Systemic enzymes have been shown to down regulate pro-inflammatory cytokines while encouraging de novo induction of anti-inflammatory cytokines, such as interferongamma. (11) To an extent, that could explain the beneficial effects of protolytic enzymes in the clinical management of multiple myeloma. Needless to say, it is unlikely that in frank carcinogensis, systemic enzymes either alone or in conjunction with a standard therapy, would be able to arrest growth of a disease. Nonetheless, inclusion of systemic enzymes in standard therapies, such as VMCP and MOCCA, (B) decrease the amounts of IL-6, tumor necrosis factor-alpha and its receptors, which bespeaks their beneficial role. Hence the use of systemic enzymes as an adjuvant therapy in the management of multiple myeloma has considerable potential in both minimizing the side effect of chemotherapy and improving patients’ quality of life and, in some cases, even increasing survival rate.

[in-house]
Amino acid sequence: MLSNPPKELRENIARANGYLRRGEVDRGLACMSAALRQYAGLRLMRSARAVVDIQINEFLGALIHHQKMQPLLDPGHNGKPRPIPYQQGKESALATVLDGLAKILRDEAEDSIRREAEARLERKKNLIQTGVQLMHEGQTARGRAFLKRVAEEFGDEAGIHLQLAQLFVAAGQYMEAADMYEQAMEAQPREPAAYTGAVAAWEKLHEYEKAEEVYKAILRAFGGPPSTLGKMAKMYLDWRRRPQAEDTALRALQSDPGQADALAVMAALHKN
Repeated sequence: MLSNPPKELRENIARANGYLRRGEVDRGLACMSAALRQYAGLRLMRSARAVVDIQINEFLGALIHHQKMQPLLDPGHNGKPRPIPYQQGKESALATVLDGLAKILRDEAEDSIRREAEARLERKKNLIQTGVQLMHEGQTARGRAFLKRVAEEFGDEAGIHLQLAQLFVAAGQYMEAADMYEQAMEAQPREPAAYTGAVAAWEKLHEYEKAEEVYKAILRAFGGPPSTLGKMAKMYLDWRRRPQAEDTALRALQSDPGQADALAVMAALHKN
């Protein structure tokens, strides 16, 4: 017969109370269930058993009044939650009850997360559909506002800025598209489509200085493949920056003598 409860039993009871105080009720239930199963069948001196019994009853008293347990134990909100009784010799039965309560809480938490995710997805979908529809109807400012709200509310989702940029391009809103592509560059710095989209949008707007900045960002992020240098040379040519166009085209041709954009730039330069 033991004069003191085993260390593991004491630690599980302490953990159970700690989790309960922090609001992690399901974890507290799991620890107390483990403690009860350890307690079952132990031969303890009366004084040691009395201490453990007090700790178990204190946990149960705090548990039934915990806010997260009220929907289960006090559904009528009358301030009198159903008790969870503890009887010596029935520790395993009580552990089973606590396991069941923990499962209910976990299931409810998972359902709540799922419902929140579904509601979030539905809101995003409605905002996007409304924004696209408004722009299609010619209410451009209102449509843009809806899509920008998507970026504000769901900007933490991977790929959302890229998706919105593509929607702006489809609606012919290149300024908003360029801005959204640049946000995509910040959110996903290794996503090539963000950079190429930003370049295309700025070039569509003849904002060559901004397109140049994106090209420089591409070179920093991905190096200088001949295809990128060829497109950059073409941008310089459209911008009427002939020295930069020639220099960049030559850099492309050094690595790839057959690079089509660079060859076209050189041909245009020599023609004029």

The availability of the European systemic enzymes preparation in the United States is contingent upon the results of a Phase III clinical trail. A multi-center, randomized, placebo-controlled, double-blind trail is scheduled to begin in the United states in January of 2001, as the FDA reviews the trial protocol and makes a determination to accord the enzyme preparation and “orphan drug” status (FDA approval is now in place – see note at bottom of this page). (C) Status as an orphan drug in the clinical management of multiple myeloma will likely be the first step in the use of systemic enzymes as an adjunct to therapy for various types of cancer. It may even set the stage to evaluate more critically their potential in the management of other chronic diseases, such as cardiovascular conditions, neurodegeneration and other age-related diseases that arise because of compromised housekeep cellular functions with aging. This is largely due to the relative preponderance of proteolytic enzymes in the human body and ease of replenishment by oral administration, as much as the maintenance of supra-physiological homeostasis in the body. (12) Just a often as not, clinical management of chronic diseases may be akin to “shooting rubber bands” at the moon. Put differently, given the odds, cancer management may appear as a self-fulfilling prophecy. Since ever-lasting numbers of American as actively seeking out alternative therapeutic modalities, a reasonable combination of nutritive and pharmaceuticals may actually be shown to benefit the patients. The clinical trial to secure an orphan drug status for systemic enzyme is one such avenue that, if found efficacious, will ease the trauma of and devastation wreaked by cancer and, in due course, may not be as futile as shooting rubber bands at the moon.